NYC Bar Calls NYPD on African American Leaders

NYC Bar Calls NYPD on African American Leaders

A group of political activists demanding to speak to the president of the New York City Bar Association about the organization’s refusal to dismiss attorney Andrew Barovick as chair of the bar’s medical malpractice committee were turned away by the bar’s Executive Director, Bret Parker.

Barovick stated in a tweet last Monday that former Republican candidate for New York Lieutenant Governor Christopher Moss, who is black, should be the “spokesmodel for Cream of Wheat or Uncle Ben’s Rice.” Moss serves as Chemung County Sheriff and is the President of the New York State Sheriff’s Association.

Barovick eventually apologized, after he doubled down and was attacked online for it. The New York City Bar Association forgave Barovick, stating in a blog post, “We trust that Mr. Barovick will be mindful of these concerns going forward.”

The group, who entered the organization’s building lobby with 8 x 10 picture images of the icons Uncle Ben and Cream of Wheat, included former New York Democratic State Assemblyman, Michael Benjamin; former New York City Comptroller Candidate, John Burnett; Civil Rights Attorney, Richard St. Paul; Gathering of Men President, Mark McLean; Sirius XM talk show host, David Webb; and Manhattan Republican chairman Dan Isaacs.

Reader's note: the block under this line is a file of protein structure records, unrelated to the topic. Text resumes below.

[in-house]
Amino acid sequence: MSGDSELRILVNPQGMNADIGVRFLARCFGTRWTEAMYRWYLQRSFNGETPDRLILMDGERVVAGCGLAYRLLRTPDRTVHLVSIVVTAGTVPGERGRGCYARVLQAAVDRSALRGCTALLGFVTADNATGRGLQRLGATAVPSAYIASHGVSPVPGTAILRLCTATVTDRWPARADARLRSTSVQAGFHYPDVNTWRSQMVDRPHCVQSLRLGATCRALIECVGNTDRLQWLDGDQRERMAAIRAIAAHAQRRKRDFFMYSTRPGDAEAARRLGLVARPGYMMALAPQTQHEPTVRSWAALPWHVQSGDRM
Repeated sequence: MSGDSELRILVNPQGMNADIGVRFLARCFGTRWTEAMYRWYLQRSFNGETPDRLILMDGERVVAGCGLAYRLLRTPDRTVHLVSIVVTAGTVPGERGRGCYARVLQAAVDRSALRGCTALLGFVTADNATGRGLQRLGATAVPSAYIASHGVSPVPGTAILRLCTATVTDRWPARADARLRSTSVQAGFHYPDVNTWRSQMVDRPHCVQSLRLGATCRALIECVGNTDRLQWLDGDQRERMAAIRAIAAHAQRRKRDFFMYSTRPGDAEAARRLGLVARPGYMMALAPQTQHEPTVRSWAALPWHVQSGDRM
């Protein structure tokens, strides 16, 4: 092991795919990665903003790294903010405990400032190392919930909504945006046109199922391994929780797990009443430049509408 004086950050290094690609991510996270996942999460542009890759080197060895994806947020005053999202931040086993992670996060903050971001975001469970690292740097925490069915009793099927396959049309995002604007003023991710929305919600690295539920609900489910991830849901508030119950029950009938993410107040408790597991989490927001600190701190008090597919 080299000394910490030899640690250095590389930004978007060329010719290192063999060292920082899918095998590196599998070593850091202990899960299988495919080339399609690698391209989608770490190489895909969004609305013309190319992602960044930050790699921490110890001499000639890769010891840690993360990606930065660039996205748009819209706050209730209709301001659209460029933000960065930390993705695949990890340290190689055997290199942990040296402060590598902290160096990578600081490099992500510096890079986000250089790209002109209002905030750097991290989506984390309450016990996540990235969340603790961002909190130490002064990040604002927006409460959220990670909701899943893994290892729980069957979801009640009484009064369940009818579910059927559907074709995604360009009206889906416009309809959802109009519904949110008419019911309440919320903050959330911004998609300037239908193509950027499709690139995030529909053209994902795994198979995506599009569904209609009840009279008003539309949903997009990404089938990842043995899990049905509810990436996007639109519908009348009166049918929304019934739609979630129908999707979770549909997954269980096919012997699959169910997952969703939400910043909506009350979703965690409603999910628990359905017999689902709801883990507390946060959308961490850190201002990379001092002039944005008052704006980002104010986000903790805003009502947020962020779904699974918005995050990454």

According to the group’s spokesman, William F.B. O’Reilly, the receptionist told them that he had been instructed to take the name and phone number of anyone inquiring about Barovick. The receptionist, according to O’Reilly, “refused to call anyone in charge.”

St. Paul, a former City Bar member, went into the membership office to ask to talk with someone in authority, and the NYPD was called in by Parker. 

Parker attempted to escort the group out, but St. Paul said he was considering rejoining the NYC Bar, with one caveat—would Andrew Barovick remain chairman of the Medical Malpractice Committee? 

Parker ignored St. Paul’s question and other questions, as he walked away from him and spoke with one of the officers, who, in turn, spoke with someone via police radio. According to O’Reilly, the group decided to leave at that point.